I'm writing this at night, thinking back a couple nights to the homeowners of Watertown. And I'm bothered by what the civilians had to endure. Certainly the police did amazingly well when they ultimately apprehended the suspect, to almost everyone's relief and surprise.
But I would hope the police learn from this tragic episode and revise methods when the next one happens. Because the next time is not a matter of "if" now, it's a matter of "when" unfortunately, and "where." And I see a lot the police did that was very wrong. No one's talking about it, but it's keeping me up at night.
The techniques the police used to catch the suspect could have been better organized. The police could have used thermal imaging first and they could have checked the obvious places to find the suspect before conducting invasive house to house searches. I'm only seeing reports of the infra-red in certain news outlets, but pictures show it was definitely used for verification after the location of the suspect was found on the ground.
So why wasn't thermal imaging used near the beginning before any houses were entered? Before mothers had to let the police into the nurseries at three in the morning, and before mothers and fathers had to open their doors to have four guns aimed at them?
That policy of home invasions by the police absolutely frightens and angers me. And not only me. I read a commenter ask why the people of Watertown hadn't revolted against the police. This show of force certainly wasn't any way to win the fuzzy hearts and minds of the electorate.
There was the failure of the police in not using the infra-red at the beginning of the raids, and it bothers me. Then there were threats of firearms on innocent civilians by the police in the place, their homes, where they feel most safe. And those inspections would naturally be especially disturbing to civilians in the small hours of the morning. Sure the police are saying they had to do it then. And luckily, the police were smart enough not to follow an earlier idea to question the 50,000 people every year who have bought that brand of pressure cookers going back for many years.Maybe having everyone on high alert was the only way to find the suspect. But I'm not so certain.
And the cost is tremendously high. I think a new feeling of anger towards the police and the government is being born in people who hadn't felt that way in the past. Civilians know that having a pistol in their home wouldn't have protected them from home invasions or threats from a lone suspect in public places. So did the police really need to make such an aggressive show of force before they exhausted every other angle? And why did it take them until the early hours of the dark night? Much about the Watertown incident disturbs my sense of peace and equilibrium.
The police had photos of the suspects, and that turned out to be an advantage in the search, along with the discovery of the pressure cooker with nails. The photos must have built plausibility and trust in the minds of civilians, even if they weren't ultimately that useful in the actual endgame shoot-out, where the homeowner with the boat didn't even see the face of the suspect.
And the police should be encouraging the general use of cameras because that's what helped so much to identify the suspects. The confusion over the identity of the suspects immediately evaporated, at least for me, knowing it wouldn't take long to find them, and it was only a matter of time. One wonders with the hysteria, whether the discussion of immigration will lead to a backlash against certain foreign countries after this incident, and it wouldn't be surprising to find the will of the American people being whipped up in a way that is inimical to immigration.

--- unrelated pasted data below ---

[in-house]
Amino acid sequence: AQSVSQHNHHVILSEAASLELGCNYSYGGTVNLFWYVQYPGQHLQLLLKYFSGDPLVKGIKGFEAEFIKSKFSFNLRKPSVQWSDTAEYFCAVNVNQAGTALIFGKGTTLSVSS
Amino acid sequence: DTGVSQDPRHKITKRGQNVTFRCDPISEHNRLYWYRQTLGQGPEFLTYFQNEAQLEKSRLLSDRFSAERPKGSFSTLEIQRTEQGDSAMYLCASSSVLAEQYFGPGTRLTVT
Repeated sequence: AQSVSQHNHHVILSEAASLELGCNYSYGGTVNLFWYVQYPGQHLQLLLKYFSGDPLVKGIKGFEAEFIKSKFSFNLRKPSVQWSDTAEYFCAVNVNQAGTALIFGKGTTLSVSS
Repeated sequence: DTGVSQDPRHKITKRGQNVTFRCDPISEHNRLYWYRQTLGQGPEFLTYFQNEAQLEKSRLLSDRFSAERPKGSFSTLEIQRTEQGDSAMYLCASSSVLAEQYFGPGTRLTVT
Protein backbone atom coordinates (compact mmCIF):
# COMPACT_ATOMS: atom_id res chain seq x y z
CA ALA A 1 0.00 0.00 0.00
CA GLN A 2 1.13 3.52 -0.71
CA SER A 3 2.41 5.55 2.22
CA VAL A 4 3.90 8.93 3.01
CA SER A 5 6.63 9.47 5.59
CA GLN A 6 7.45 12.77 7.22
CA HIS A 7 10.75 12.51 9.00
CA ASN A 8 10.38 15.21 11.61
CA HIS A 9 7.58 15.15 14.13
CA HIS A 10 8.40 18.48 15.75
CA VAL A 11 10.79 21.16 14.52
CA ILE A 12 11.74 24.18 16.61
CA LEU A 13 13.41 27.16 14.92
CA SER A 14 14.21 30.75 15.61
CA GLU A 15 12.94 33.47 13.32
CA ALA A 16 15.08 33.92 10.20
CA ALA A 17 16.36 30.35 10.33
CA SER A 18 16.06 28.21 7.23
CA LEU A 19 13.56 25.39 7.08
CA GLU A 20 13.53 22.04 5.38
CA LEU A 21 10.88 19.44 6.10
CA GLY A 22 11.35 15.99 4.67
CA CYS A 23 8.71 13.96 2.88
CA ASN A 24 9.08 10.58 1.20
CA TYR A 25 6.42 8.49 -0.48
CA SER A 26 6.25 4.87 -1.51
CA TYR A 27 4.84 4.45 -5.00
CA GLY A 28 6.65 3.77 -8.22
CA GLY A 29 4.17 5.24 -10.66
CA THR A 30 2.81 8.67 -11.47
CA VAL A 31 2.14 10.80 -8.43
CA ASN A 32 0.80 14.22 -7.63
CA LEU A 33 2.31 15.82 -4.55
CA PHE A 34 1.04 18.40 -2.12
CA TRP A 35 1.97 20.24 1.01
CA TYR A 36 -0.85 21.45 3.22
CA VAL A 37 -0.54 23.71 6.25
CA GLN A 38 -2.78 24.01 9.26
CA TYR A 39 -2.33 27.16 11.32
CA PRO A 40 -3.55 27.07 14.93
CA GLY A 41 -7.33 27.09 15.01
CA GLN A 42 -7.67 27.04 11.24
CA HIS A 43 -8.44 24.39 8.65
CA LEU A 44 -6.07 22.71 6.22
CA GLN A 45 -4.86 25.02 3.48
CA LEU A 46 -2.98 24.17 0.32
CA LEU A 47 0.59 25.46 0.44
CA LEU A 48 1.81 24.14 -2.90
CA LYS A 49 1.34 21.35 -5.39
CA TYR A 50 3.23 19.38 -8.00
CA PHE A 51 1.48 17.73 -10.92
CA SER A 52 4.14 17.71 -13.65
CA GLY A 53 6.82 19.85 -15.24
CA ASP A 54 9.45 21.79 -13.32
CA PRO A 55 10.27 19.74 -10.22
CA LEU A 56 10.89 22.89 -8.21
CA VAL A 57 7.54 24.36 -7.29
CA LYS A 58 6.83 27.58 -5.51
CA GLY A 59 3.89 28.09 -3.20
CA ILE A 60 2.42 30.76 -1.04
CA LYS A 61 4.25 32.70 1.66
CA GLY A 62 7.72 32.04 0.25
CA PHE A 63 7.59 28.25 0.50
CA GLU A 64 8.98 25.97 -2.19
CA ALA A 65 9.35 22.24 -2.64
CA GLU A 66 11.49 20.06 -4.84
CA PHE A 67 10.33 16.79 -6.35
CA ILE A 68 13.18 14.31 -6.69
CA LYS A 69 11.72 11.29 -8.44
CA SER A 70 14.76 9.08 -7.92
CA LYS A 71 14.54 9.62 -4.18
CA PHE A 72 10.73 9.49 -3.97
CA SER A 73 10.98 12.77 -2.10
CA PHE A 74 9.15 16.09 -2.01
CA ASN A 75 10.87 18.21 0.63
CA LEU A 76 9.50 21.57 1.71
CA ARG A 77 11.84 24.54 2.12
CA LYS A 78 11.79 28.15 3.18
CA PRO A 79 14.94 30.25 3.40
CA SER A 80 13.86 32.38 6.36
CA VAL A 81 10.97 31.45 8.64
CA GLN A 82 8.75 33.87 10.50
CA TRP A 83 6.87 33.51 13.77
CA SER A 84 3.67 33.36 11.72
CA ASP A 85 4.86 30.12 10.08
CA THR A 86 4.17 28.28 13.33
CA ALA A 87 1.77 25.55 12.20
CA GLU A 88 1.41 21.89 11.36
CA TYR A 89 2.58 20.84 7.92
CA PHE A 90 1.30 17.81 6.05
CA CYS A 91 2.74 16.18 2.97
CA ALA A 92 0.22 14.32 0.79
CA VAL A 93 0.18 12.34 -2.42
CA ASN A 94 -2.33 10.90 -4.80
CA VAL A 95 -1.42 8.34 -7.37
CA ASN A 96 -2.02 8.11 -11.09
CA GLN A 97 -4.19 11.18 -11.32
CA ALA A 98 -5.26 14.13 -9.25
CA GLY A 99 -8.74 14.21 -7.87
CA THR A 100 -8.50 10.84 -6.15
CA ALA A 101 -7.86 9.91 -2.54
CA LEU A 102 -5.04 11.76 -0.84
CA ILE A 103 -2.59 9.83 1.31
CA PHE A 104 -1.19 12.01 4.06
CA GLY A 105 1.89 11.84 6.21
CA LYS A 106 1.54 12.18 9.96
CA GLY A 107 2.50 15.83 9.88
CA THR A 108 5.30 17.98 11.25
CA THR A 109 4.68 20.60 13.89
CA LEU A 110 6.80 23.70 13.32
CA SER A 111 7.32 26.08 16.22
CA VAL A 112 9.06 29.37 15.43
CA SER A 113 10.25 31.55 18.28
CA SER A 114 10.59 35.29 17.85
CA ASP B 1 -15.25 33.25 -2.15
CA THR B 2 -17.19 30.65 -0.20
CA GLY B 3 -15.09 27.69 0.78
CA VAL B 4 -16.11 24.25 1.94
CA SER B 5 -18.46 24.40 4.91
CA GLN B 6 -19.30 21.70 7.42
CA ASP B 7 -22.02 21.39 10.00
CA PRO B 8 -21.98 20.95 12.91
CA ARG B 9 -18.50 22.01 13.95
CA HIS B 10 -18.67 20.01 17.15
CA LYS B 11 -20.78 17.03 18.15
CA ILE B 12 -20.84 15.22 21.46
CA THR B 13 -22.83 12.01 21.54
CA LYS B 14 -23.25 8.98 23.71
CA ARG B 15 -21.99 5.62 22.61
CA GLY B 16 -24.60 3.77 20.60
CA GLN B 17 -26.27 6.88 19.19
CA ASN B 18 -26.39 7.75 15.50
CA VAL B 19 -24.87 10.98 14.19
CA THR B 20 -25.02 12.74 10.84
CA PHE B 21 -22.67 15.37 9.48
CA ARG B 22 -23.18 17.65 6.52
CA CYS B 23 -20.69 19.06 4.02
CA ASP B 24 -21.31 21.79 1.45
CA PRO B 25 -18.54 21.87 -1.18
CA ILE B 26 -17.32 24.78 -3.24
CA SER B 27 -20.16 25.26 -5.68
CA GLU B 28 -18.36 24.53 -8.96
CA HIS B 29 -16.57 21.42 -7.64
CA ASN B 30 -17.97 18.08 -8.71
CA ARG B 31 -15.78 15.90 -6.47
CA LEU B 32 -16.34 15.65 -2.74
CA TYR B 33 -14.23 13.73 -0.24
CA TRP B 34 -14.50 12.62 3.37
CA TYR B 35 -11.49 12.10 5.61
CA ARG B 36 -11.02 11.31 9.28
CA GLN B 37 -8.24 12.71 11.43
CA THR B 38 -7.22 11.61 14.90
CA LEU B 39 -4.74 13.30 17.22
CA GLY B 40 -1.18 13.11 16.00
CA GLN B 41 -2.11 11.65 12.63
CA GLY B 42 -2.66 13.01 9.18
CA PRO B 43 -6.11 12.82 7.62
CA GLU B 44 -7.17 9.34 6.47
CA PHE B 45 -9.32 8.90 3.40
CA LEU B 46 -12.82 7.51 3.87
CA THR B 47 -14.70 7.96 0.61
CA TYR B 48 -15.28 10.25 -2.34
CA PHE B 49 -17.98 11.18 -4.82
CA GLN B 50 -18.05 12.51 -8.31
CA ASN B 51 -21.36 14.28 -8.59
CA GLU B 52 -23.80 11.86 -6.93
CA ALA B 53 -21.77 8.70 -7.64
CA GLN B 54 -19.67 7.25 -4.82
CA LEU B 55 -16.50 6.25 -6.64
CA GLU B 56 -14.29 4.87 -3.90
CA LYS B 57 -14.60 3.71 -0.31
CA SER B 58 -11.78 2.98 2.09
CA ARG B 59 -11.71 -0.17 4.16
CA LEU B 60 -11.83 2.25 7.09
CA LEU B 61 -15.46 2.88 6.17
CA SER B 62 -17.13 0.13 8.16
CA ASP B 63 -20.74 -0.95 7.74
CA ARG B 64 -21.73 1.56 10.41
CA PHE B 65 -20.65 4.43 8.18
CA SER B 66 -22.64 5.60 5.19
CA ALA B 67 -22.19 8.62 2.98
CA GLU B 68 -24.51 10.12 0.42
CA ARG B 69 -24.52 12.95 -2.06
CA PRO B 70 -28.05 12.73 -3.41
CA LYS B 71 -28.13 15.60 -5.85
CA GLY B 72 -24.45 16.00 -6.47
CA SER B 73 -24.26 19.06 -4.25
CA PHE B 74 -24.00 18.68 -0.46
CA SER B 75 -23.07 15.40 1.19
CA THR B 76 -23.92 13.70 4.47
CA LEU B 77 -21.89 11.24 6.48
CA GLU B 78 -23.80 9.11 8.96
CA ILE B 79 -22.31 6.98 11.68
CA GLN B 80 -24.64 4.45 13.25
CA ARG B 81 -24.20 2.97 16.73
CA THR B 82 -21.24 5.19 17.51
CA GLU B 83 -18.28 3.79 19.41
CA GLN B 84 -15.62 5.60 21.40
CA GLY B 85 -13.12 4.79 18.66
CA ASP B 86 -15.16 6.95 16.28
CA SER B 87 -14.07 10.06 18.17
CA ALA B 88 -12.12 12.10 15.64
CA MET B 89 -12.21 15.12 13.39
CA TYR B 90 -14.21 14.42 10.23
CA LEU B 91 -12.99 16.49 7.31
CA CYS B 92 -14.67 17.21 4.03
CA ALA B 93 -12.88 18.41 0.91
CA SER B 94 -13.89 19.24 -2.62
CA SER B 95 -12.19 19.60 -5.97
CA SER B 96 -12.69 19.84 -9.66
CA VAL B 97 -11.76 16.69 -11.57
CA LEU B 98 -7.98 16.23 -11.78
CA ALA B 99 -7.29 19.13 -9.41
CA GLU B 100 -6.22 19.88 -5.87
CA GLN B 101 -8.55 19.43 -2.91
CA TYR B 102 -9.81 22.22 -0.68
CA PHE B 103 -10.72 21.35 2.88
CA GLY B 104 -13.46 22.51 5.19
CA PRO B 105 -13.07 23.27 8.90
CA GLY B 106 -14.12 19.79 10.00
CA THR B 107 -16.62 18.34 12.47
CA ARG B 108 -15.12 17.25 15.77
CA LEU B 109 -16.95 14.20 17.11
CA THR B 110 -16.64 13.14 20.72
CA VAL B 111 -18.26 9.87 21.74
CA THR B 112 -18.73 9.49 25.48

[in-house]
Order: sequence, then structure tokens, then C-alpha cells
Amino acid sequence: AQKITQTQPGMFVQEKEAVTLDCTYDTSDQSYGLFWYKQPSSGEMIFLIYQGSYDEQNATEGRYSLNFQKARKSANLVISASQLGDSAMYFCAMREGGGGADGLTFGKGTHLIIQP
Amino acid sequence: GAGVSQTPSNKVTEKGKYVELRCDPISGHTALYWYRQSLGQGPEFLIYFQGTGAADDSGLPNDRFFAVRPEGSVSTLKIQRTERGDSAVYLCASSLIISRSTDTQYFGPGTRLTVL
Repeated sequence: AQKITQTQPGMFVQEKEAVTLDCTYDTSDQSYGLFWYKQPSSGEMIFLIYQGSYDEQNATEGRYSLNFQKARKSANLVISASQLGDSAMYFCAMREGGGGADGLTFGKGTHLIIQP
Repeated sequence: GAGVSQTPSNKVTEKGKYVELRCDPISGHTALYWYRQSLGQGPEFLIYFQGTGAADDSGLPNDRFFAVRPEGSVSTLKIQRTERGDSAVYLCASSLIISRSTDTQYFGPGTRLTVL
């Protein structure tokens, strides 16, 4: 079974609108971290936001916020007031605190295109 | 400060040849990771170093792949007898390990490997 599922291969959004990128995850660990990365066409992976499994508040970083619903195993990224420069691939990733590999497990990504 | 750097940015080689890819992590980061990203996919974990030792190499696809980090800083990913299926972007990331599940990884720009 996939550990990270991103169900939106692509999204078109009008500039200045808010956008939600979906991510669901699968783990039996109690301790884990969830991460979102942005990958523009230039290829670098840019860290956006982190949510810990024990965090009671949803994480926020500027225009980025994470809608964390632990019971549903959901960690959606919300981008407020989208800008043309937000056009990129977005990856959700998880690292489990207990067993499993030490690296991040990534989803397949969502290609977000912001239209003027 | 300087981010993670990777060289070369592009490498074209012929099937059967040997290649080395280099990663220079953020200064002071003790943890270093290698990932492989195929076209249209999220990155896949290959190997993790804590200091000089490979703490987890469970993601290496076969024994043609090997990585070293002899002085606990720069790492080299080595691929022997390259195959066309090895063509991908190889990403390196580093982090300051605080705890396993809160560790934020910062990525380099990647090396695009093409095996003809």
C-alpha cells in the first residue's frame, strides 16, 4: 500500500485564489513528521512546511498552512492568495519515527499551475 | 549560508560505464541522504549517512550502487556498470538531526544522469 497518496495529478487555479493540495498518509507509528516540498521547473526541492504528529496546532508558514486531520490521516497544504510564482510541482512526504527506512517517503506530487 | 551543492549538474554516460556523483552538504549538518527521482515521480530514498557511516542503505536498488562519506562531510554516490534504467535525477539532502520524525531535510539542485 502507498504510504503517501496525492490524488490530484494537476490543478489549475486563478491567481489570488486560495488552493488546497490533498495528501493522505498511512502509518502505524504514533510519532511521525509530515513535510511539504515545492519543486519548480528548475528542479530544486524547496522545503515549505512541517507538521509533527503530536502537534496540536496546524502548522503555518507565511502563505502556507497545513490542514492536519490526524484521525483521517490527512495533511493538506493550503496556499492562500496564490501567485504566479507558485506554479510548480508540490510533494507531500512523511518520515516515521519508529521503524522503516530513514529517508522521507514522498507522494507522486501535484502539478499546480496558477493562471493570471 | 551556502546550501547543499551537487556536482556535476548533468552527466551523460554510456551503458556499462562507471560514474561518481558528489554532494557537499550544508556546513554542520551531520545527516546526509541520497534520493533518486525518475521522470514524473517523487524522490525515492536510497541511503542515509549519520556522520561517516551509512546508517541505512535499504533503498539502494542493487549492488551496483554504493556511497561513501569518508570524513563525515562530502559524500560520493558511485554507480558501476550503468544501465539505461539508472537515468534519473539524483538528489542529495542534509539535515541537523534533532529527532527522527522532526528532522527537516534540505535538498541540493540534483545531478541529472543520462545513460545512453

And if civilians realize cameras are for their benefit and there isn't really any downside, they might be helpful and use them. But these protective measures have had a way of turning against civilians in the past in unforeseen and unpredictable ways. They've curtailed freedoms we used to have, to carry small beauty implements on aircraft, for example. People tend to lose their perspective when they're angered at the abuse of their vulnerability, and invaded where they believed themselves safe. If women have to worry that men will use the cameras against them to have them followed, for example, then civilians won't be as eager to help the police force find terrorists. The benefit has to outweigh the cost. And the good has to be shown in an extraordinarily powerful piece of persuasion or else it won't prevail.
The police system already has made us take off our shoes and metallics at the airports. What will be asked of us next? It's becoming ever more hazardous to venture out of the house because of the massive police presence. Police will pounce on us in Princeton, New Jersey, for being two minutes past the expired sign on a parking meter or for going ten miles an hour over a 25 mph. limit on the school run. Street cameras in New Jersey have charged the equivalent of more than twice the average family's weekly grocery bill for crossing a white line momentarily at a red light. And to see the police going door to door on television into Watertown nurseries absolutely strikes heart into homeowners. Perhaps it was worth it if it made the homeowner with the boat check on it, and be a little suspicious.
But repeated, these small infringements on liberty lead to great anger among innocent civilians and build up general sentiments of resentment. Over time civilians will be more sensitive and whipped up by unexpected police intrusions when it happens again. May God help America.